When was the last time you waited in a long line at a traditional bank to speak with a teller? Chances are, your branch experiences are far less crowded these days, thanks in part to fintech.

Financial technology or "fintech" is shorthand for the leveraging of computing, cloud, mobile and artificial intelligence capabilities in the world of traditional financial services. Most Americans, and especially most financial firms, either have been or will be profoundly affected by this accelerating trend in how consumers do business. In fact, chances are you're already in the club.

The application of computing power originally focused more on the back-end of financial services, automating and accelerating transaction processing. But over the past decade, fintech has come to the consumer, providing access to a wide range of services from buying a latte to building an investment portfolio all from the smartphone in your pocket.

By far the most pervasive application for most consumers involves payment processing. Paypal allowed us to complete online purchases without entering a credit card each time. Today a number of apps like Venmo facilitate instantaneous interpersonal money transfers (think of a virtual Western Union). Digital wallets like Apple Pay or Google Wallet make point-of-purchase checkout a breeze, and commercial apps like Square replace the old cash register for thousands of small business. It is estimated that last year 64% of smartphone users utilized at least one mobile payment service.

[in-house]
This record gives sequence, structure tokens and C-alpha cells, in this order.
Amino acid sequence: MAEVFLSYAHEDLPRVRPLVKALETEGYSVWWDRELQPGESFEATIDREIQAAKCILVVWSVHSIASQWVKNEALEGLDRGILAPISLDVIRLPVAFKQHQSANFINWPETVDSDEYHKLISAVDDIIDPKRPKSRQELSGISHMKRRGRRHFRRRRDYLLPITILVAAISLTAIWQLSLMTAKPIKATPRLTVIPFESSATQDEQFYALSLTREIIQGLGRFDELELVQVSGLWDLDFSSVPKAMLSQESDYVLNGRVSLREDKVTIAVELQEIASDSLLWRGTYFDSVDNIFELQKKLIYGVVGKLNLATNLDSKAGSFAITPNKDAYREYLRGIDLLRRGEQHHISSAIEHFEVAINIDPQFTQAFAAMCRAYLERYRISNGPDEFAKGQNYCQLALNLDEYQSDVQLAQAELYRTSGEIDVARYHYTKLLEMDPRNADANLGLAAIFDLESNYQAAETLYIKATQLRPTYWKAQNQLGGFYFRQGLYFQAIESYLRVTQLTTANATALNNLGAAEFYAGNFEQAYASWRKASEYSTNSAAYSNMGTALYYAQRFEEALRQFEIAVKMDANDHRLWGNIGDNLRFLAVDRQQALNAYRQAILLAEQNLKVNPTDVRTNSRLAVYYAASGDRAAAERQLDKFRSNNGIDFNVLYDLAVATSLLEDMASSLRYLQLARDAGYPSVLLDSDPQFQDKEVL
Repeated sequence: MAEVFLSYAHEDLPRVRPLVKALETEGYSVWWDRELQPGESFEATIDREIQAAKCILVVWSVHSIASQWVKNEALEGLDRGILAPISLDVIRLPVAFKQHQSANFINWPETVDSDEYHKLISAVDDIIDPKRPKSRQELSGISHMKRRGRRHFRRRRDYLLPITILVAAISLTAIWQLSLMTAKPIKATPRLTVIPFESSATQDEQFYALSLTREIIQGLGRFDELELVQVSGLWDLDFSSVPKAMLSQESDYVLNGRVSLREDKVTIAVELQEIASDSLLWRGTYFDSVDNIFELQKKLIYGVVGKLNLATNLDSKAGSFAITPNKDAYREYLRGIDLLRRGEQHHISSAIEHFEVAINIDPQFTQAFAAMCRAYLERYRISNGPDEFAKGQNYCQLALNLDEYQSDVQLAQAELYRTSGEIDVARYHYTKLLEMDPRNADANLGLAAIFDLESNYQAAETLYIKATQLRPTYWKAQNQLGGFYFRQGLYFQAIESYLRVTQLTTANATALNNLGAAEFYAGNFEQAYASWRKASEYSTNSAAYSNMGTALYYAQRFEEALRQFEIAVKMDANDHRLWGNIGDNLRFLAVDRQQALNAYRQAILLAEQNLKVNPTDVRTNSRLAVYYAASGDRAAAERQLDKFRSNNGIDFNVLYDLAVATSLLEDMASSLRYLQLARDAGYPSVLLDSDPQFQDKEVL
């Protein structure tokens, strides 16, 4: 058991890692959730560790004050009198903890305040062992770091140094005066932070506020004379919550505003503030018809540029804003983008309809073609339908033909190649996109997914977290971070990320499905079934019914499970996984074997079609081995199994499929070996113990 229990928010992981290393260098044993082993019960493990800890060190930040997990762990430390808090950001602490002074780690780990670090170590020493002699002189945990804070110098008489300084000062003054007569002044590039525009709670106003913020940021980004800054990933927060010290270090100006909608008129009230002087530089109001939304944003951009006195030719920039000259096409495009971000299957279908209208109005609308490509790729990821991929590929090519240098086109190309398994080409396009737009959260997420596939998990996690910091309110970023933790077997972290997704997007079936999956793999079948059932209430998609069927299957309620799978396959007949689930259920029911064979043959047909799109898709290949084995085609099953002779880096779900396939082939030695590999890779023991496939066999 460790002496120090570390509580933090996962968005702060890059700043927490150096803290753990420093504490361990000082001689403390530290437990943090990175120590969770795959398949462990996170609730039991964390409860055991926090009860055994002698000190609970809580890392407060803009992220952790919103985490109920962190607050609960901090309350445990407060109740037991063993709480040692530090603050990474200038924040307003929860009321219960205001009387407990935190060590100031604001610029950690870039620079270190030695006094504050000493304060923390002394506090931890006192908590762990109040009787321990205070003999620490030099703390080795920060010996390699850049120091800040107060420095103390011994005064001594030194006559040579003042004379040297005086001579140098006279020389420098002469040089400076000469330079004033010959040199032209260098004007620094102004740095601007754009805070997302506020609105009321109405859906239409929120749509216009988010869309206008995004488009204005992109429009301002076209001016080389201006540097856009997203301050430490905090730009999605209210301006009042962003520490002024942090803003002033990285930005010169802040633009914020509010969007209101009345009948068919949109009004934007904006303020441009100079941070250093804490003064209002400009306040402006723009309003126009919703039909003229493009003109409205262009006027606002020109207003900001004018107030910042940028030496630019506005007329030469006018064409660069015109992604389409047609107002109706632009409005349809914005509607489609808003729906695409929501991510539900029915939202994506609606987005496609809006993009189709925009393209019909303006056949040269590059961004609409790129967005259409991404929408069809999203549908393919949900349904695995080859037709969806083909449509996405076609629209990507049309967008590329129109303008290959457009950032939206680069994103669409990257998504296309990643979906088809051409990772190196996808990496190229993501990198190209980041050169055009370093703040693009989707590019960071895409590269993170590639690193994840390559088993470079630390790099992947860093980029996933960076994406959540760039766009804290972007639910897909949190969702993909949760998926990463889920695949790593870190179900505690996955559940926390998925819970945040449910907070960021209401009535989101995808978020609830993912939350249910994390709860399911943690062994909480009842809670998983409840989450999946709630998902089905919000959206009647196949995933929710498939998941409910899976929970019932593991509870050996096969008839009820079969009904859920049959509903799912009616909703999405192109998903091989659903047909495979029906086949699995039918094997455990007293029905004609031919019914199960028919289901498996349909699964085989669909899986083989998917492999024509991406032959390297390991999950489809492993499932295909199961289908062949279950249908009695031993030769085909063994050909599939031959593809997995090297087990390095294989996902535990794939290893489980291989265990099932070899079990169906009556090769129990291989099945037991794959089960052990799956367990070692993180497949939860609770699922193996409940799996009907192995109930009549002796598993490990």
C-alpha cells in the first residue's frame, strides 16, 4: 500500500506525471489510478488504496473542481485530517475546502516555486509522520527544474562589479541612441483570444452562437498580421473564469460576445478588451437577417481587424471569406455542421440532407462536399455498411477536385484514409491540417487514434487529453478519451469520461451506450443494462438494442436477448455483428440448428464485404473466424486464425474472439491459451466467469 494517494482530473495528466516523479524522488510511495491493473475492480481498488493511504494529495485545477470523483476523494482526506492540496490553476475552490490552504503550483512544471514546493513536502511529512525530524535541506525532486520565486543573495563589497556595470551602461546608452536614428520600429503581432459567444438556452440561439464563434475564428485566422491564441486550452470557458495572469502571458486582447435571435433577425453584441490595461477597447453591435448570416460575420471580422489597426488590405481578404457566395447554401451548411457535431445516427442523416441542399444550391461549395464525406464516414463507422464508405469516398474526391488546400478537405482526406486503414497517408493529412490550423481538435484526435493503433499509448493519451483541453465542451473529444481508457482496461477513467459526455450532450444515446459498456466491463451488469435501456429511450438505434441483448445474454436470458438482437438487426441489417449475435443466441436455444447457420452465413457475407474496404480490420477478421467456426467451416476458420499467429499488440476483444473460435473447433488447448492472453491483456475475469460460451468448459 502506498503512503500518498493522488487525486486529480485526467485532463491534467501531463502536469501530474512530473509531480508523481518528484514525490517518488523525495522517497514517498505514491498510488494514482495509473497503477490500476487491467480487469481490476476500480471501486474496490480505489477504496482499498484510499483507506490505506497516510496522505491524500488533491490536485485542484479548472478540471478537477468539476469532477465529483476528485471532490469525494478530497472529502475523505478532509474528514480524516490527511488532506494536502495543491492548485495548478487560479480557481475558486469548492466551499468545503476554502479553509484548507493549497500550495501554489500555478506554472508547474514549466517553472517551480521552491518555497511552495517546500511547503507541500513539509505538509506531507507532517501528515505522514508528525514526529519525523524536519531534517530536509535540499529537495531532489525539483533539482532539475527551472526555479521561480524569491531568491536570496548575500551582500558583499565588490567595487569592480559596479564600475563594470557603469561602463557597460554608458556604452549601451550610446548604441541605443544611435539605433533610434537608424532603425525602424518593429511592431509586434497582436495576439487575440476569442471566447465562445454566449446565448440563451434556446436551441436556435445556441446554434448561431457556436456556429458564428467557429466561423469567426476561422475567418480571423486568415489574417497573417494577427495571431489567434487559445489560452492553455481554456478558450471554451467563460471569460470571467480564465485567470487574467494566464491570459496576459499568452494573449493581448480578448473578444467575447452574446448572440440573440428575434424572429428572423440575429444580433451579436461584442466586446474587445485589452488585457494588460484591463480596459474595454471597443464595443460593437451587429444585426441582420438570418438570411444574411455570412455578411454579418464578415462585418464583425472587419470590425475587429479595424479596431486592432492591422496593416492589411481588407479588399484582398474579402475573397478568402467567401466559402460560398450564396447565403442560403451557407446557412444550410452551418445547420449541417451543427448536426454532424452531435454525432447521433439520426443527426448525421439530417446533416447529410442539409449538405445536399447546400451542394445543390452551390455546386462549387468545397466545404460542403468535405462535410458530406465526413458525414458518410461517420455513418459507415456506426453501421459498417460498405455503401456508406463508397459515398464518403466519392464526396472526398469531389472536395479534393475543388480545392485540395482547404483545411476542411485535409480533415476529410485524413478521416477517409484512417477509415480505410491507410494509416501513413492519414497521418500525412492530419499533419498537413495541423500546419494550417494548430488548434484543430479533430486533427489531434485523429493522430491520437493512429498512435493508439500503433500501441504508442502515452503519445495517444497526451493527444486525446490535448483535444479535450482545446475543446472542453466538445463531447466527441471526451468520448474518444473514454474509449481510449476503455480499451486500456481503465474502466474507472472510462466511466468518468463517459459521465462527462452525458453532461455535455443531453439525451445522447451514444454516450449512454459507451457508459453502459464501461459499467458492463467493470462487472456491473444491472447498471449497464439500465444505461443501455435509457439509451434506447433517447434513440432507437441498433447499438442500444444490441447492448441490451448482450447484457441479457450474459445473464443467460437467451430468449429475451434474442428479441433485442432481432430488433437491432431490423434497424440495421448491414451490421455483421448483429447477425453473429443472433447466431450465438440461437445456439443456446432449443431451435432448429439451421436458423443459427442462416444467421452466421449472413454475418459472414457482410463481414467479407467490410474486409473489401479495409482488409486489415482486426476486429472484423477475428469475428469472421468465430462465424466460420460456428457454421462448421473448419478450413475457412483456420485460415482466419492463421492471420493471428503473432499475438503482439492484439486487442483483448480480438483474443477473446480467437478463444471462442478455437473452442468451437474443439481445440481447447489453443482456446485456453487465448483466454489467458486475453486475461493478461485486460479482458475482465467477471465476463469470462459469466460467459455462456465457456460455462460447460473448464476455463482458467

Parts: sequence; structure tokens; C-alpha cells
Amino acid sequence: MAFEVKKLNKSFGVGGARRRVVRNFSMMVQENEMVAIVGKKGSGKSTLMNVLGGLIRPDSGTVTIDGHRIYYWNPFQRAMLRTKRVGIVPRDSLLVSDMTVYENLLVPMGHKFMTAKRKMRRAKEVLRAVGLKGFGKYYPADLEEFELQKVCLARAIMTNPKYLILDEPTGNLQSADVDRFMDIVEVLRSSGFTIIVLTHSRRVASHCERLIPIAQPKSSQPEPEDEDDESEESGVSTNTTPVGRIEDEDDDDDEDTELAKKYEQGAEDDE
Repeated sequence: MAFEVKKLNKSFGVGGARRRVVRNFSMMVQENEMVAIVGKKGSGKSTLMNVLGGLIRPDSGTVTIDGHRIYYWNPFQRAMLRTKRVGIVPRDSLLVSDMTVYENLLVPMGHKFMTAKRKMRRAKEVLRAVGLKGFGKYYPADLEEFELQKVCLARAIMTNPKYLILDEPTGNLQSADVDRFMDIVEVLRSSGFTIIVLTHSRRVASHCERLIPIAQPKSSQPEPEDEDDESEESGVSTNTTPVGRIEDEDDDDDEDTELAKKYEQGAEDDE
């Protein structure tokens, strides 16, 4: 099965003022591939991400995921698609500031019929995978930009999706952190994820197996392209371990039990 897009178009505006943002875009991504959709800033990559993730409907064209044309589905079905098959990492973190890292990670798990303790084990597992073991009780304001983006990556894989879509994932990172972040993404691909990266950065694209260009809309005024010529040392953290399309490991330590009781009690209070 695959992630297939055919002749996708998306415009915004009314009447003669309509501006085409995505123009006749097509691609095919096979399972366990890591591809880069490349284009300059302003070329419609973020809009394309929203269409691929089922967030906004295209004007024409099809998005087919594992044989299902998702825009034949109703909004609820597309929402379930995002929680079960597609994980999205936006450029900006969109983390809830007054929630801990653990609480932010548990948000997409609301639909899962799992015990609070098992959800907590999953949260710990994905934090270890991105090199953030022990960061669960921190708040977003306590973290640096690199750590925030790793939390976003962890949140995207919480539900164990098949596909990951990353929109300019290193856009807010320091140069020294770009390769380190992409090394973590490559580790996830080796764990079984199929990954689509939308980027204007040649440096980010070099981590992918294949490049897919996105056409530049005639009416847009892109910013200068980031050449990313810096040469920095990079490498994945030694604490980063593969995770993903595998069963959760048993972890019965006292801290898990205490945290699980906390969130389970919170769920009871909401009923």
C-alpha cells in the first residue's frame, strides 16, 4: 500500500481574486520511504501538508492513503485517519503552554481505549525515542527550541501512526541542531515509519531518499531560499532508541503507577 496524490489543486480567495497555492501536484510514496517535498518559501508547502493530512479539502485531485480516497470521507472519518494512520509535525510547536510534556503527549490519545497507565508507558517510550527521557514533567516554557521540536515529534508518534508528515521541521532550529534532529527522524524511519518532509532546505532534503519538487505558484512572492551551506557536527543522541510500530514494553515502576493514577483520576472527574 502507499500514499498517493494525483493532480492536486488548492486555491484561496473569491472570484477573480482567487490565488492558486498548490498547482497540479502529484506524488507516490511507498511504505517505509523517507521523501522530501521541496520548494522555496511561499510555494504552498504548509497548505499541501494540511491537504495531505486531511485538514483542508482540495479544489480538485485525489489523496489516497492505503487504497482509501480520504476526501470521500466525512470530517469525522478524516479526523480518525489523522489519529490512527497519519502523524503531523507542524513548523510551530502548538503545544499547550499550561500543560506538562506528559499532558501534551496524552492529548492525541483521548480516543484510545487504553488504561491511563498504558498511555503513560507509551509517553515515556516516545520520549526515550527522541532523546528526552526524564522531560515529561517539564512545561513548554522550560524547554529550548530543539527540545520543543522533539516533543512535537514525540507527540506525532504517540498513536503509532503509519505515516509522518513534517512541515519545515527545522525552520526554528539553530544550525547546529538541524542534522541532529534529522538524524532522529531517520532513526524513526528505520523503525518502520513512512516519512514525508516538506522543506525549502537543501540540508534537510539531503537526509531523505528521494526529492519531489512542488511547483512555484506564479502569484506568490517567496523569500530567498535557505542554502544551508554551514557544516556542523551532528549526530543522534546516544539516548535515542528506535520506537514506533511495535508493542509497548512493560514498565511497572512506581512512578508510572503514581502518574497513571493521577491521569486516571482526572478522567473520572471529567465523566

Cryptocurrency, a form of money that exists only electronically, is another intriguing outgrowth of fintech. Utilizing a computing technology called blockchain, virtual currencies like Bitcoin, Etherium and Litecoin allow consumers to seamlessly transfer money with a high level of security (although cryptocurrencies are not yet ready for prime time as a replacement for dollars). Additionally, blockchain technology is gaining acceptance as a secure mechanism for verifying traditional financial transactions like wire transfers and securities transactions.

Technology is invading the world of saving and investing as well. Beginning with budgeting apps and simple utilities like Acorns that rounded up purchases and automatically deposited the difference, full-blown online banking has come to our phones. A number of new players like Chime and Simple offer traditional services like direct deposit, free checking and debit cards but no buildings. And the big legacy players are adapting as well, with most large banks now bringing enhanced digital offerings and more versatile mobile apps to the party.

Speaking of banks, the lending landscape is shifting as well. A host of so-called "crowdfunding" companies like Kabbage and Prosper have sprung up that raise capital from private investors and make loans to businesses and individuals, often utilizing streamlined approval algorithms incorporating credit metrics gleaned from transaction history or even social media data outside the normal FICO ratings.

Wall Street is hardly immune either. A host of startups now offer a variety of investment capabilities that encourage and automate the process of investing through preset allocation models, helping nudge investors to overcome their worst enemy: inaction. These so-called "robo advisors" include upstarts like Betterment and Ellevest but also established players like Schwab and Vanguard.

Even insurance is getting a fintech makeover: not only can you access automated quotes and purchase a policy from your local Starbucks, but several carriers like Allstate and Progressive now adjust premium rates in real time based on driving patterns transmitted by telematic devices plugged into your car. Hands at 10 and 2 please.

Financial technology is reshaping how business gets done in every corner of the financial services industry, adding convenience and choice while compressing fees and expenses and challenging conventional players to adapt. Change is the only constant.

Christopher A. Hopkins, CFA, is a vice president and portfolio manager for Barnett & Co. in Chattanooga.

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Christopher A. Hopkins